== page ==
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FLIGHT OF THE DIAMOND SMUGGLERS: A Tale of Pigeons, Obsession and Greed Along Coastal South Africa by Matthew Gavin Frank, book review

  • Written by  Kit Gillet
  • Published in Books
FLIGHT OF THE DIAMOND SMUGGLERS: A Tale of Pigeons, Obsession and Greed Along Coastal South Africa by Matthew Gavin Frank, book review
06 Oct
by Matthew Gavin Frank • Icon Books

Along the west coast of South Africa, a vast stretch of land has been officially closed off to the public for almost 80 years. Die Sperrgebiet (the Forbidden Zone) is owned and controlled by the De Beers conglomerate, which supplies most of the world’s diamonds. It’s an unwelcoming place, as writer Matthew Gavin Frank discovers. The terrain is dusty and apocalyptic, the people often weary of outsiders – although many are willing to talk – and the bosses largely inaccessible. Security is tight, with little getting in or out without the express permission of De Beers or the other mine operators. Inside, labourers and bosses play a constant game of cat-and-mouse over diamonds, with the rewards for smuggling high but the punishments often even higher (with body parts, such as fingers, cut off). Labourers are presumed guilty until proven innocent, with one executive suggesting that 30 per cent of diamonds are lost to smuggling.

While smugglers employ many methods to sneak diamonds out, including using homemade projectiles, one of the most intriguing is their use of carrier pigeons, which they sneak into the mines hidden in their lunchboxes or under their clothes. When the time is right, miners attach a small bag of diamonds to the birds and then release them, to fly to a safe spot outside the perimeter. Frank meets those who are actively involved, some as young as 13. In response, mine owners have made it illegal to raise pigeons in the region and in 1998, legislation made it illegal to not shoot a pigeon on sight.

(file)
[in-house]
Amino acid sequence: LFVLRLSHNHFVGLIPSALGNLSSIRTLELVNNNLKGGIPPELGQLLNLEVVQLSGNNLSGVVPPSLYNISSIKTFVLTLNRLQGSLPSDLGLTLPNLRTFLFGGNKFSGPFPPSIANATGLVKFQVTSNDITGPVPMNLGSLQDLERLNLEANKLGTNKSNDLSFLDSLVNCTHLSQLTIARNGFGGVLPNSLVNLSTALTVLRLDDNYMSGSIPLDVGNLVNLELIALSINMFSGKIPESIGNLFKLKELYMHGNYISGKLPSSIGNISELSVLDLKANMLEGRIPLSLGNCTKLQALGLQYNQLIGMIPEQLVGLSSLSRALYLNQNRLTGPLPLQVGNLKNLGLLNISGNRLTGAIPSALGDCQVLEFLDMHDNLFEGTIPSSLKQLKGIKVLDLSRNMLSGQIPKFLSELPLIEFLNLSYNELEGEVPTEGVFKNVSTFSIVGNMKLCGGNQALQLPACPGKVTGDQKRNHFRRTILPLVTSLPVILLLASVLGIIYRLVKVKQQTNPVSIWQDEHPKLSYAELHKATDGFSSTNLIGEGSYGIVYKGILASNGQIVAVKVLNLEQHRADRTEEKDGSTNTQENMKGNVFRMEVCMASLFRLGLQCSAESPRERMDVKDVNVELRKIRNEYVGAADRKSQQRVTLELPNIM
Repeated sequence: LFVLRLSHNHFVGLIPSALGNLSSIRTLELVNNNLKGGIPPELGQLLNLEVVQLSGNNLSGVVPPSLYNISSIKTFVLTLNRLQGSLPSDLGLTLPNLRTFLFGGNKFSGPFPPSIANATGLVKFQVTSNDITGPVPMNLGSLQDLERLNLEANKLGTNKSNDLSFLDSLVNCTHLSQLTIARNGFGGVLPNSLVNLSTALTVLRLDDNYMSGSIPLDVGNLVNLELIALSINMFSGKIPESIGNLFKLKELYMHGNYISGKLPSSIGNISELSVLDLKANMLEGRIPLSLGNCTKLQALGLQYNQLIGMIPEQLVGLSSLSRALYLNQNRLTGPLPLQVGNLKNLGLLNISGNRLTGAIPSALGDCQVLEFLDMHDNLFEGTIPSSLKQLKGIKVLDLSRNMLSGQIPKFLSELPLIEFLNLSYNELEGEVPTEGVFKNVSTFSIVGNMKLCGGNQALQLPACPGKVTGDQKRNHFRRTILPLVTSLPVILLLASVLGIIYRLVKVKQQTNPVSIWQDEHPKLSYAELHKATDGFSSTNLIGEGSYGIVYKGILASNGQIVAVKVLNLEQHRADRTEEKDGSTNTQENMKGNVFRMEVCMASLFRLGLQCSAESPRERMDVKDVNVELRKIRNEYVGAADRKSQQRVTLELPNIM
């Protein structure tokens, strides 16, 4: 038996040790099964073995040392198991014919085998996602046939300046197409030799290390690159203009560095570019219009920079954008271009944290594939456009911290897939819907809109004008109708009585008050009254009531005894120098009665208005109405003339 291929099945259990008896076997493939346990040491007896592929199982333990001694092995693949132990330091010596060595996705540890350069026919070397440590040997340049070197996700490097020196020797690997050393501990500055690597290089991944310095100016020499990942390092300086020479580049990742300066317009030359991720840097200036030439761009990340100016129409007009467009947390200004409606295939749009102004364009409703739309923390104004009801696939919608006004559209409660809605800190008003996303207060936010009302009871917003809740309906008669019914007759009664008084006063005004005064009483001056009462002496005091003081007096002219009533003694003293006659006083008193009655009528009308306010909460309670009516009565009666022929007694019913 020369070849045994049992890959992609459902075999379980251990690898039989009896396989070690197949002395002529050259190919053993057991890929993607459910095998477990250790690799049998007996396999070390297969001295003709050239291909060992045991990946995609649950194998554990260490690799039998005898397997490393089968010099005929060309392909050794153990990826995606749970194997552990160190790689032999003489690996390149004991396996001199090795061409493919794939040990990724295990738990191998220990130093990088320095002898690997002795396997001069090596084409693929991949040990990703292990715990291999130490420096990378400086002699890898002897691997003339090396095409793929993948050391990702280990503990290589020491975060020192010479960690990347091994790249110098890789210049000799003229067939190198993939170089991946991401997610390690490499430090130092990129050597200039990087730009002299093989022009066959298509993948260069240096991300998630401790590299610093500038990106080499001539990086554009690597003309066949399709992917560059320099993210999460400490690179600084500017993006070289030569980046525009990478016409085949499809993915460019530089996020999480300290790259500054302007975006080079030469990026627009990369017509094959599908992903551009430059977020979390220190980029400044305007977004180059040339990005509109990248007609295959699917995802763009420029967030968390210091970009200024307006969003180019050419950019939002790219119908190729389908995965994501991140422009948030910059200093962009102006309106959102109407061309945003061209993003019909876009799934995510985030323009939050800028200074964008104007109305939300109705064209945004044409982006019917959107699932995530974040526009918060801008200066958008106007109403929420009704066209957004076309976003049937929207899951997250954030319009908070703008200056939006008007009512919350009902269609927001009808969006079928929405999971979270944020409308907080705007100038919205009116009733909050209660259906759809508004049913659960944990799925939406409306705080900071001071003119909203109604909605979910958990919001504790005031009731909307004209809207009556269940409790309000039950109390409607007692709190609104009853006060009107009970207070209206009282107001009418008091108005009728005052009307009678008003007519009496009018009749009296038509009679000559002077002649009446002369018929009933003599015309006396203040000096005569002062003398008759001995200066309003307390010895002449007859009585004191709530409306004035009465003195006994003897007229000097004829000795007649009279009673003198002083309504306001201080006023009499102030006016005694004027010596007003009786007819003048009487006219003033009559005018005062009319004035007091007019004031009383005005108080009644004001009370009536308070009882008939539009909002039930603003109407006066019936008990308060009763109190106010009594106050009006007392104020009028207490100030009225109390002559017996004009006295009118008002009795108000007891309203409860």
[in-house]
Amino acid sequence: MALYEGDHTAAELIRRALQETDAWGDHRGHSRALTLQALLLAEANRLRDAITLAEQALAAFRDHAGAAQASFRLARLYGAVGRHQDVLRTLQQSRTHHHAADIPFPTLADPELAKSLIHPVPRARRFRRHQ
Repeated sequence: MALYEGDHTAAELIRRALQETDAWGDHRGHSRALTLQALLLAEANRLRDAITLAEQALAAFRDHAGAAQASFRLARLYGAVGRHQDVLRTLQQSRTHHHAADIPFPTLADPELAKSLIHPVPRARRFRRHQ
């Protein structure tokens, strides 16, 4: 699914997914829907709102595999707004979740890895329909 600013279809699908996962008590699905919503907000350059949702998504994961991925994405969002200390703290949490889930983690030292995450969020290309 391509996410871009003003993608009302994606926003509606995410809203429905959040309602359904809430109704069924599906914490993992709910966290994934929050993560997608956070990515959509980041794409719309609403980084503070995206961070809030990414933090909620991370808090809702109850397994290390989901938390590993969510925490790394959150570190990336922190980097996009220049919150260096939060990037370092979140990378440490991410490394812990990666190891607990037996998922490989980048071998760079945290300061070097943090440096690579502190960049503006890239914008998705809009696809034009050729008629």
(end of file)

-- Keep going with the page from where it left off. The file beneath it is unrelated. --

Miners speak in fearful tones of Mr Lester, a bogeyman in charge of security who is varyingly described as a giant, having more body doubles than Jacob Zuma or being invisible. Frank has the chance to meet the real-life Mr Lester towards the end of the book. As areas stop producing enough diamonds, De Beers moves on, leaving desolate communities and ghost towns behind. Efforts to rehabilitate the area after decades of environmental pillaging are often lacklustre.

At times, the narrative of Flight of the Diamond Smugglers comes across a bit like it was written by a tourist wandering in an alien landscape rather than an investigative journalist trying to understand the truth about what goes on in this secretive region. Still, it’s an eye-opening account and one that’s likely to make you reassess the role of diamonds in society today.

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